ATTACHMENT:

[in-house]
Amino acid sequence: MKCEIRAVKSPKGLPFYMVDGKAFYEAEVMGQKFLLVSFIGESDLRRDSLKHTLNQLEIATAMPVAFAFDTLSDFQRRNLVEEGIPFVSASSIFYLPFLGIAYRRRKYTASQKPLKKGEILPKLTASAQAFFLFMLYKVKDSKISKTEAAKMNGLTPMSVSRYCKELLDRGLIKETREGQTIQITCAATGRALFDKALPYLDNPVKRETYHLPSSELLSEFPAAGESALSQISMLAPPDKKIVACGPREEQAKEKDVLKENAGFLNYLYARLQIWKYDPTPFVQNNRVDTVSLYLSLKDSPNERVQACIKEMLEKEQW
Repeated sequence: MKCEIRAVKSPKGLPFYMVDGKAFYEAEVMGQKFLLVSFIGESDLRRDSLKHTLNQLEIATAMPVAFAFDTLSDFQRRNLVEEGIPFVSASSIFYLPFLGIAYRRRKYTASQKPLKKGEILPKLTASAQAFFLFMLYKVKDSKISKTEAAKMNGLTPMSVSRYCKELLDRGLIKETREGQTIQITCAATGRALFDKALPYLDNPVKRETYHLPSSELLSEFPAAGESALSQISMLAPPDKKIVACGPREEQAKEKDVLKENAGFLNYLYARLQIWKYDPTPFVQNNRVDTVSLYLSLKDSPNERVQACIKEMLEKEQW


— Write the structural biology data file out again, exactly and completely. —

[in-house]
Amino acid sequence: MKCEIRAVKSPKGLPFYMVDGKAFYEAEVMGQKFLLVSFIGESDLRRDSLKHTLNQLEIATAMPVAFAFDTLSDFQRRNLVEEGIPFVSASSIFYLPFLGIAYRRRKYTASQKPLKKGEILPKLTASAQAFFLFMLYKVKDSKISKTEAAKMNGLTPMSVSRYCKELLDRGLIKETREGQTIQITCAATGRALFDKALPYLDNPVKRETYHLPSSELLSEFPAAGESALSQISMLAPPDKKIVACGPREEQAKEKDVLKENAGFLNYLYARLQIWKYDPTPFVQNNRVDTVSLYLSLKDSPNERVQACIKEMLEKEQW
Repeated sequence: MKCEIRAVKSPKGLPFYMVDGKAFYEAEVMGQKFLLVSFIGESDLRRDSLKHTLNQLEIATAMPVAFAFDTLSDFQRRNLVEEGIPFVSASSIFYLPFLGIAYRRRKYTASQKPLKKGEILPKLTASAQAFFLFMLYKVKDSKISKTEAAKMNGLTPMSVSRYCKELLDRGLIKETREGQTIQITCAATGRALFDKALPYLDNPVKRETYHLPSSELLSEFPAAGESALSQISMLAPPDKKIVACGPREEQAKEKDVLKENAGFLNYLYARLQIWKYDPTPFVQNNRVDTVSLYLSLKDSPNERVQACIKEMLEKEQW